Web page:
Text handling in Python 3
Python 3 uses two very different types:
bytes: intended to represent raw byte data. For more information on this type, please consult PEP 358.
str: a unicode character string
Choosing Between "bytes" and "str"
When choosing the type you want to use to work with text you have to ask yourself: do I manipulate characters or bytes (integers)? "A" is a character and 65 is an integer. Examples:
- a network socket manipulates bytes
- a text parser manipulates characters (uses lower, strip, etc. methods)
Iterating over "bytes"
It's important to note that the bytes iterator generates integers and not characters:
>>> for item in b'abc': ... print item 97 98 99
Comparing one bytes object to another works as expected:
>>> b'xyz' == b'xyz' True >>> b'xyz' == b'abc' False
However, it is important to note that the bytes type is completely distinct from the str type in Python 3, and comparisons between them do not work:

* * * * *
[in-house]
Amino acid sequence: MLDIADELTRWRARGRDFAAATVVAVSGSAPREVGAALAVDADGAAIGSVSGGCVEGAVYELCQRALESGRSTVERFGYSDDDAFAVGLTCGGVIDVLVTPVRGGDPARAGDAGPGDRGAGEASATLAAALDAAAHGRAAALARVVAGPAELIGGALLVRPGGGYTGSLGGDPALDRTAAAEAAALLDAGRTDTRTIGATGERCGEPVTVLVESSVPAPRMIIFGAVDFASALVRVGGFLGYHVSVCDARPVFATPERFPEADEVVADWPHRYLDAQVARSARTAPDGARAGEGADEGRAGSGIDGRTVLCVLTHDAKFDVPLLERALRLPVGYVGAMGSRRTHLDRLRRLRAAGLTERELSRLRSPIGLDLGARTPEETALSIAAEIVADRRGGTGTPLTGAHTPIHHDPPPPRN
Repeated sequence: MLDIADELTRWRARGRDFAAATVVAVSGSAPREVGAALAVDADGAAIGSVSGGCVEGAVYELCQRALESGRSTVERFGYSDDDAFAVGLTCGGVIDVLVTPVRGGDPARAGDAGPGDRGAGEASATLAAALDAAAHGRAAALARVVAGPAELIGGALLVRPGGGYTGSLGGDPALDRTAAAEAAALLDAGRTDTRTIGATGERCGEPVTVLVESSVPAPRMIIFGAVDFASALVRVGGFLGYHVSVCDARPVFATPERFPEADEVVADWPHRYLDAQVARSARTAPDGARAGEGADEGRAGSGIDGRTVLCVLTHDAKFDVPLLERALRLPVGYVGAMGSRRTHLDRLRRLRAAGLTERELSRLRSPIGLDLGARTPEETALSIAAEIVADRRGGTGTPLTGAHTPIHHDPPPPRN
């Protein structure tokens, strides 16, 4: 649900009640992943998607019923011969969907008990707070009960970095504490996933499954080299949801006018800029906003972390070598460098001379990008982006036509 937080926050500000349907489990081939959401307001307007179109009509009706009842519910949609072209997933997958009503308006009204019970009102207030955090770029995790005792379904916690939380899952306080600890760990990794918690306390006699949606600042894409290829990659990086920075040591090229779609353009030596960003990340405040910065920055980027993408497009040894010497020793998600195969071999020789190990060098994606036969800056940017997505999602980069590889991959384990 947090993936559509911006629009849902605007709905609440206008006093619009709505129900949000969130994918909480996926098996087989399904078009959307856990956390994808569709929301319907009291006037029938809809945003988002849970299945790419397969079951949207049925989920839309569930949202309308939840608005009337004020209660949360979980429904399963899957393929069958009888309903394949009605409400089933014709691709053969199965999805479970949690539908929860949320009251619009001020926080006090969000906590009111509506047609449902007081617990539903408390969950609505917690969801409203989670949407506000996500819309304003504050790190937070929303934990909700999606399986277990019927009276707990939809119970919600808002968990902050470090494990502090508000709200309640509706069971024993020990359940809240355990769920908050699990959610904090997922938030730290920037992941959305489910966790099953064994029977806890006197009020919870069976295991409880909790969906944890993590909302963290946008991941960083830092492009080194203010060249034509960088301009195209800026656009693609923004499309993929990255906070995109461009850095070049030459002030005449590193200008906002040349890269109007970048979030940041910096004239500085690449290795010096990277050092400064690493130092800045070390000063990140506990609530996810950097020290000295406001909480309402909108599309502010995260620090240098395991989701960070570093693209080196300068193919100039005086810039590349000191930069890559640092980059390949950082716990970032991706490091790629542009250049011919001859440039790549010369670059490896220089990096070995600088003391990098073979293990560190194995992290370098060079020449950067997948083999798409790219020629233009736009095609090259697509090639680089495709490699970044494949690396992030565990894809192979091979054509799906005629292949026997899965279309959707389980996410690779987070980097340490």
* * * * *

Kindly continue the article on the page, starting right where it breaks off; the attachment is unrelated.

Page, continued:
>>> b'xyz' == 'xyz' Traceback (most recent call last): File "<stdin>", line 1, in <module> TypeError: can't compare bytes and str
This should make clearly evident some incomplete transitions. But it also means that you really can't mix then very well:
>>> L = ["1", b"1"] >>> "1" in L True >>> "2" in L Traceback (most recent call last): File "<stdin>", line 1, in <module> TypeError: can't compare str and bytes
As mentioned earlier, getting an item of a bytes returns an integer, not a bytes object:
>>> b'xyz' == b'x' False >>> b'xyz' 120
bytes is mutable, and as a result, it's not hashable. Among other things, this means that bytes objects can't be used as keys in dictionaries.
Hacks and workarounds for this include:
Other solutions include:
create an immutable frozenbytes type
- avoid using hash
For historical information that may be useful in porting or maintaining remaining Python 2 systems, please see previous page revisions.